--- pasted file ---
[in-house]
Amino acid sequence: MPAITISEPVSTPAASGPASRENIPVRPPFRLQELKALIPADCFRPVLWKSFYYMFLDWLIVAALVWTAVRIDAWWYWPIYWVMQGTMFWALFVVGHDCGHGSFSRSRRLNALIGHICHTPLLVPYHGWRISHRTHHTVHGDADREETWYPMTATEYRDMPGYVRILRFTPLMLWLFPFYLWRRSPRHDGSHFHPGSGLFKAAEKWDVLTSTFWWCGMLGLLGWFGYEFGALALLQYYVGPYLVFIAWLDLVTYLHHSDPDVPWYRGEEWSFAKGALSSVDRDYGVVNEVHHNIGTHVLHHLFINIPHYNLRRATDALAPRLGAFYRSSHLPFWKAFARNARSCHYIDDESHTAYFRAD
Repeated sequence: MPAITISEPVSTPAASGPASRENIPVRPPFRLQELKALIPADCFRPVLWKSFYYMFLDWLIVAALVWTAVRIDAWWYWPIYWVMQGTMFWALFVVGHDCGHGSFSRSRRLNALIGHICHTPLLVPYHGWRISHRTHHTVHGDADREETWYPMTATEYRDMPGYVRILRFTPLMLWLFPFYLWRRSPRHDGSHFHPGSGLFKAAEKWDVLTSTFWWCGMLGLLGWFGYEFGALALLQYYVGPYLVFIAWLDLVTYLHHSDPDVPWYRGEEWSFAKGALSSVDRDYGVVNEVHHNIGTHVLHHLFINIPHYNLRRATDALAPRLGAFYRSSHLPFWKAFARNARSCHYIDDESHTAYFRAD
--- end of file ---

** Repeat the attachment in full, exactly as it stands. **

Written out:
[in-house]
Amino acid sequence: MPAITISEPVSTPAASGPASRENIPVRPPFRLQELKALIPADCFRPVLWKSFYYMFLDWLIVAALVWTAVRIDAWWYWPIYWVMQGTMFWALFVVGHDCGHGSFSRSRRLNALIGHICHTPLLVPYHGWRISHRTHHTVHGDADREETWYPMTATEYRDMPGYVRILRFTPLMLWLFPFYLWRRSPRHDGSHFHPGSGLFKAAEKWDVLTSTFWWCGMLGLLGWFGYEFGALALLQYYVGPYLVFIAWLDLVTYLHHSDPDVPWYRGEEWSFAKGALSSVDRDYGVVNEVHHNIGTHVLHHLFINIPHYNLRRATDALAPRLGAFYRSSHLPFWKAFARNARSCHYIDDESHTAYFRAD
Repeated sequence: MPAITISEPVSTPAASGPASRENIPVRPPFRLQELKALIPADCFRPVLWKSFYYMFLDWLIVAALVWTAVRIDAWWYWPIYWVMQGTMFWALFVVGHDCGHGSFSRSRRLNALIGHICHTPLLVPYHGWRISHRTHHTVHGDADREETWYPMTATEYRDMPGYVRILRFTPLMLWLFPFYLWRRSPRHDGSHFHPGSGLFKAAEKWDVLTSTFWWCGMLGLLGWFGYEFGALALLQYYVGPYLVFIAWLDLVTYLHHSDPDVPWYRGEEWSFAKGALSSVDRDYGVVNEVHHNIGTHVLHHLFINIPHYNLRRATDALAPRLGAFYRSSHLPFWKAFARNARSCHYIDDESHTAYFRAD